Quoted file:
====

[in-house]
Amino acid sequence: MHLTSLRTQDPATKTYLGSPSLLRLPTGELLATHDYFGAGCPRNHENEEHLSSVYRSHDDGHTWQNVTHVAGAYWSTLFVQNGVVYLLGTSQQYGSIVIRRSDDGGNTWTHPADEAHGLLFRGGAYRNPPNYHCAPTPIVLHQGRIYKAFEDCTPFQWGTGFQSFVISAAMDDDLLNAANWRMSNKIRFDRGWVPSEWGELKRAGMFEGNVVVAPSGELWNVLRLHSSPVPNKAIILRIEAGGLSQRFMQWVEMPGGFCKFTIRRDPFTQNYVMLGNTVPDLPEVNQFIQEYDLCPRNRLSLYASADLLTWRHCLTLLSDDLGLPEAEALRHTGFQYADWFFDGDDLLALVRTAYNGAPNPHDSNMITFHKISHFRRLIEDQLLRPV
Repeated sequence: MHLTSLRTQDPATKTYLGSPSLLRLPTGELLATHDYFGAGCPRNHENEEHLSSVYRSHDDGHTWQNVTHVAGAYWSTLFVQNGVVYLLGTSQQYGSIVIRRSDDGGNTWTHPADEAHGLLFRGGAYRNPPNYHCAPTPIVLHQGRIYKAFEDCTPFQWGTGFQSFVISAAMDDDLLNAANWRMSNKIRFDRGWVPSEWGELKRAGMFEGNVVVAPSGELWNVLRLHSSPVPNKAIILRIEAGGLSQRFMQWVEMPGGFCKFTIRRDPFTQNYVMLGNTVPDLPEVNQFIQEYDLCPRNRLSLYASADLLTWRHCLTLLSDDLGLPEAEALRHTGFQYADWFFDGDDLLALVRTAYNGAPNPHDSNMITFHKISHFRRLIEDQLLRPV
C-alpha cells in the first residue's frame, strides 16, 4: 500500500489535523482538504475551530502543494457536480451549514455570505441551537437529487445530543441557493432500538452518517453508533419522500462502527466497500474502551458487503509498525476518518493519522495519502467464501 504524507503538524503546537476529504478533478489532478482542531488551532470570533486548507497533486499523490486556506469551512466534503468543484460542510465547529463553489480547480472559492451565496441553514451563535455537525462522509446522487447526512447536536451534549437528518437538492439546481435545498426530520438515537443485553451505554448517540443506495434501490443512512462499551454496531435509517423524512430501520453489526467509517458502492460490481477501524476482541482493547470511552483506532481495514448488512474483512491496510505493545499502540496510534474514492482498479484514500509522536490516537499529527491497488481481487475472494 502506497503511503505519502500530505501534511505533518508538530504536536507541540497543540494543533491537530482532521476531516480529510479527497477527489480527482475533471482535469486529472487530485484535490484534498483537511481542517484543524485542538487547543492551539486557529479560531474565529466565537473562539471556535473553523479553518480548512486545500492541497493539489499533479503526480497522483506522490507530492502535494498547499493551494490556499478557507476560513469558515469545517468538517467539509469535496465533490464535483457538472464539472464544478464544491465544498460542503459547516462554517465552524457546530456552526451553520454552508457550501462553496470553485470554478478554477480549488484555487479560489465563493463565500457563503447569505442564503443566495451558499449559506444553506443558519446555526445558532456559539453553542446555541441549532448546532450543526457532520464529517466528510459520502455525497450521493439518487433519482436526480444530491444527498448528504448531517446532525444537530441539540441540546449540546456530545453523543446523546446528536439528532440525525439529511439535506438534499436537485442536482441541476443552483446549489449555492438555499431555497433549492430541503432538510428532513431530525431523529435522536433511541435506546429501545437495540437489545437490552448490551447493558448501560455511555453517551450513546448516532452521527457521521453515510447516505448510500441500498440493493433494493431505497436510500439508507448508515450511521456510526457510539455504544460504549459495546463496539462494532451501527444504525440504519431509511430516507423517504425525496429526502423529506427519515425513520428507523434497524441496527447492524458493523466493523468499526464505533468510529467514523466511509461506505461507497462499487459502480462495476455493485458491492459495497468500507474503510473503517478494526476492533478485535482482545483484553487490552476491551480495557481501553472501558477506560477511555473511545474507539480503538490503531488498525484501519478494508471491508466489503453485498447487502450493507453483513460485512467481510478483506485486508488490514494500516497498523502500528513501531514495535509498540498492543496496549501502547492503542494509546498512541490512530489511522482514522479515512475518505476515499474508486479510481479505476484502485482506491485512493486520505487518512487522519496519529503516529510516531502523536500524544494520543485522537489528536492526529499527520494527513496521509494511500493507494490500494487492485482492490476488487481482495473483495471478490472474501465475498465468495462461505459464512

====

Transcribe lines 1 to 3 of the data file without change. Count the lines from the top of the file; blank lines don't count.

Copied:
[in-house]
Amino acid sequence: MHLTSLRTQDPATKTYLGSPSLLRLPTGELLATHDYFGAGCPRNHENEEHLSSVYRSHDDGHTWQNVTHVAGAYWSTLFVQNGVVYLLGTSQQYGSIVIRRSDDGGNTWTHPADEAHGLLFRGGAYRNPPNYHCAPTPIVLHQGRIYKAFEDCTPFQWGTGFQSFVISAAMDDDLLNAANWRMSNKIRFDRGWVPSEWGELKRAGMFEGNVVVAPSGELWNVLRLHSSPVPNKAIILRIEAGGLSQRFMQWVEMPGGFCKFTIRRDPFTQNYVMLGNTVPDLPEVNQFIQEYDLCPRNRLSLYASADLLTWRHCLTLLSDDLGLPEAEALRHTGFQYADWFFDGDDLLALVRTAYNGAPNPHDSNMITFHKISHFRRLIEDQLLRPV
Repeated sequence: MHLTSLRTQDPATKTYLGSPSLLRLPTGELLATHDYFGAGCPRNHENEEHLSSVYRSHDDGHTWQNVTHVAGAYWSTLFVQNGVVYLLGTSQQYGSIVIRRSDDGGNTWTHPADEAHGLLFRGGAYRNPPNYHCAPTPIVLHQGRIYKAFEDCTPFQWGTGFQSFVISAAMDDDLLNAANWRMSNKIRFDRGWVPSEWGELKRAGMFEGNVVVAPSGELWNVLRLHSSPVPNKAIILRIEAGGLSQRFMQWVEMPGGFCKFTIRRDPFTQNYVMLGNTVPDLPEVNQFIQEYDLCPRNRLSLYASADLLTWRHCLTLLSDDLGLPEAEALRHTGFQYADWFFDGDDLLALVRTAYNGAPNPHDSNMITFHKISHFRRLIEDQLLRPV